Dennise is an activist, labor organizer, and human rights defender. I consider him a good friend since our days in the student movement in the late 1990s.
He grew up in a working-class neighborhood in Valenzuela. He majored in management as an undergrad at the Polytechnic University of the Philippines. He became an activist after joining the Students for National Democracy.
I first met him in 1998 in Diliman when he represented activist groups from PUP for youth consultations on various social issues. This was right before the founding of Anakbayan. We were part of a group of students in Metro Manila who volunteered in a peasant immersion program in Southern Tagalog in 1999.
I would frequently see him in rallies especially during the ‘Oust Estrada’ campaign in 2000 and 2001. At that time, he was already active in community youth organizing in the areas of Taft and Intramuros in Manila.
The second People Power which saw the gigantic mobilization of the youth had a profound impact on our generation. Many activists became full time organizers who campaigned for Bayan Muna, supported the ROTC abolition, and helped establish the Kabataan Partylist.
Dennise was one of these activists who performed a key role in broadening the reach of our groups and harnessing the militancy of the youth movement amid the intensifying terror under the Gloria Arroyo regime.
He was among our strategists in plotting our electoral campaign in 2007 and re-election victory in 2010. The Supreme Court decision in 2009 paved the way for the entry of Kabataan Partylist in Congress.
Dennise is married to Diane Zapata, an activist he met in UP Diliman. Diane was our legislative officer in Congress who led a team of researchers in drafting bills and resolutions of Kabataan Partylist, some of which are now laws of the land. Dennise is known for his sense of humor which he often uses every time we discuss politics. His views on the politics of the day are always insightful and practical. His grasp of Marxist theory and its application to various particularities are impressive. We have benefited from his sharp intellect in identifying the unfolding political situation and what needs to be done in seizing the moment.
In 2013, I joined Bayan Metro Manila where I would work again with Dennise in establishing our chapter in Caloocan.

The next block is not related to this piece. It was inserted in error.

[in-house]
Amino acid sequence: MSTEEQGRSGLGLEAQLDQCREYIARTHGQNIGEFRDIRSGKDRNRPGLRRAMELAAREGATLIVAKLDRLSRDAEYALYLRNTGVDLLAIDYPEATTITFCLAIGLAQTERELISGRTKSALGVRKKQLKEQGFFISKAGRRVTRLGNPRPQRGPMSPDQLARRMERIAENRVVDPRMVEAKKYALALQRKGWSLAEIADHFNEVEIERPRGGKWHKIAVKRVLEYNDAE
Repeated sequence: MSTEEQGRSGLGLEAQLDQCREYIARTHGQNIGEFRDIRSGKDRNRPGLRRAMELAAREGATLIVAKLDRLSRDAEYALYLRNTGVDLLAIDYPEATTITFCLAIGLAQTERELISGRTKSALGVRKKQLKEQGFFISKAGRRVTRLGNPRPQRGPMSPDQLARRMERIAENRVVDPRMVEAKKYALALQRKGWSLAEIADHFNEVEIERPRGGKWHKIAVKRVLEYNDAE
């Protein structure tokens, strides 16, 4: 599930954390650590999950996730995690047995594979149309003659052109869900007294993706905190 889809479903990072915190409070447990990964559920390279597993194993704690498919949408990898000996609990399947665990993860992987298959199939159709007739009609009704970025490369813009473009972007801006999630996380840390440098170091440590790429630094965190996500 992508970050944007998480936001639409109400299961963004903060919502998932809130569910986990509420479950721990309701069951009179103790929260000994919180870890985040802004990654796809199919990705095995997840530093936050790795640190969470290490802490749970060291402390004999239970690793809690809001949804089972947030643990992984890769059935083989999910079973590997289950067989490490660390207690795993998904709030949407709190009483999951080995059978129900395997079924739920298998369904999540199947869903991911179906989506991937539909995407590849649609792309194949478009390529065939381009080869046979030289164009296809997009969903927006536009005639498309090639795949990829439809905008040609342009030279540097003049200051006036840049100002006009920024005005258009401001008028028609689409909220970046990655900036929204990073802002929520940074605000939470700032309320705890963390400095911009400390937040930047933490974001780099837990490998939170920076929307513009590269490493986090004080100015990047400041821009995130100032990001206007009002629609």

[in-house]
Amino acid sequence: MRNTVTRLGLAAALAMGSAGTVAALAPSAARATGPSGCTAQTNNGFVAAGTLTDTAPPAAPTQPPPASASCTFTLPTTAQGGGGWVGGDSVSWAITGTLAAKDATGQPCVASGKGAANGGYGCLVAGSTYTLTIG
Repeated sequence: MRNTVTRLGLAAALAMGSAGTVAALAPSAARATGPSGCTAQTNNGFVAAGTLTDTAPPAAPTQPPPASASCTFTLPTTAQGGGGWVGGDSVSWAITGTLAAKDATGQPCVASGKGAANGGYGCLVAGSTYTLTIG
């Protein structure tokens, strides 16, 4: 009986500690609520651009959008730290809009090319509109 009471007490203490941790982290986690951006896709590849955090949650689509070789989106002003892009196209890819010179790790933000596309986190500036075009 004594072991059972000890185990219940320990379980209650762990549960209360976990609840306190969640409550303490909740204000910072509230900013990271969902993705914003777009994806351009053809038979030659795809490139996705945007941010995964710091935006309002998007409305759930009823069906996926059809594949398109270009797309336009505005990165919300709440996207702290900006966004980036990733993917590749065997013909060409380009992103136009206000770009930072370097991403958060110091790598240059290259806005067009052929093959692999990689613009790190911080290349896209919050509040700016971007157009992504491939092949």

Dennise was already a labor organizer near the manufacturing hub in Valenzuela when Tokhang police operations created terror in many barangays in 2016. Dennise worked with numerous grassroots formations in building local resistance against Tokhang and boosted the human rights campaign in north Caloocan.
Dennise became part of Defend Jobs which advocated several high-profile labor rights issues involving workers of Jollibee, PLDT, and TNVS drivers. During the 2019 election, Defend Jobs organized a creative and mobile campaign featuring its ‘Labor Vote Bus’. I’m sure that Dennise, a ‘veteran’ election tactician, had a role in conceptualizing this campaign gimmick.
Prior to his arrest, Dennise was coordinating relief efforts in Marikina. He planned to use proceeds from his small coffee business to procure relief goods and offer livelihood opportunities in the neighborhood. Aside from gathering relief, Dennise helped in forming a community-based network of flood victims demanding accountability from the national government. Members of this network joined a multisectoral rally on December 7 in front of the Department of Social Welfare and Development.
Three days later, Dennise was arrested by the police based on planted evidence.
The police report tagged him as a member of a ‘criminal gang’ after planting firearms and explosives inside his house in Quezon City. This is meant to vilify him as a person and remove his identity as an activist. It is aimed at conditioning a favorable public opinion to the brutal state-sponsored crackdown on activists like Dennise.
The state intends to portray him as a violent citizen who seeks to cause mayhem in society even if all this time he only used his activism to empower the poor and oppressed. Dennise devoted his life in service to others but the Rodrigo Duterte government could only see how this kind of political advocacy is a threat to its criminal agenda. Hence, the mad extralegal maneuver to harass, persecute, and silence activists.
Dennise has endured many struggles in the past but now he is facing a new challenge as the disgraced Duterte regime rabidly fights for credibility.
The activism of Dennise is a menace but only to corrupt and tyrannical regimes. Because of this, Dennise is incarcerated despite committing no crime other than speaking truth to power.
For those who know Dennise and his activism, we will be amplifying his voice as we fight for his freedom. We will not stop reminding the public that the life he chose should be celebrated as we continue the struggle for real democracy in our country.
*Mong Palatino is the chairman of Bayan Metro Manila. He can be reached via @mongster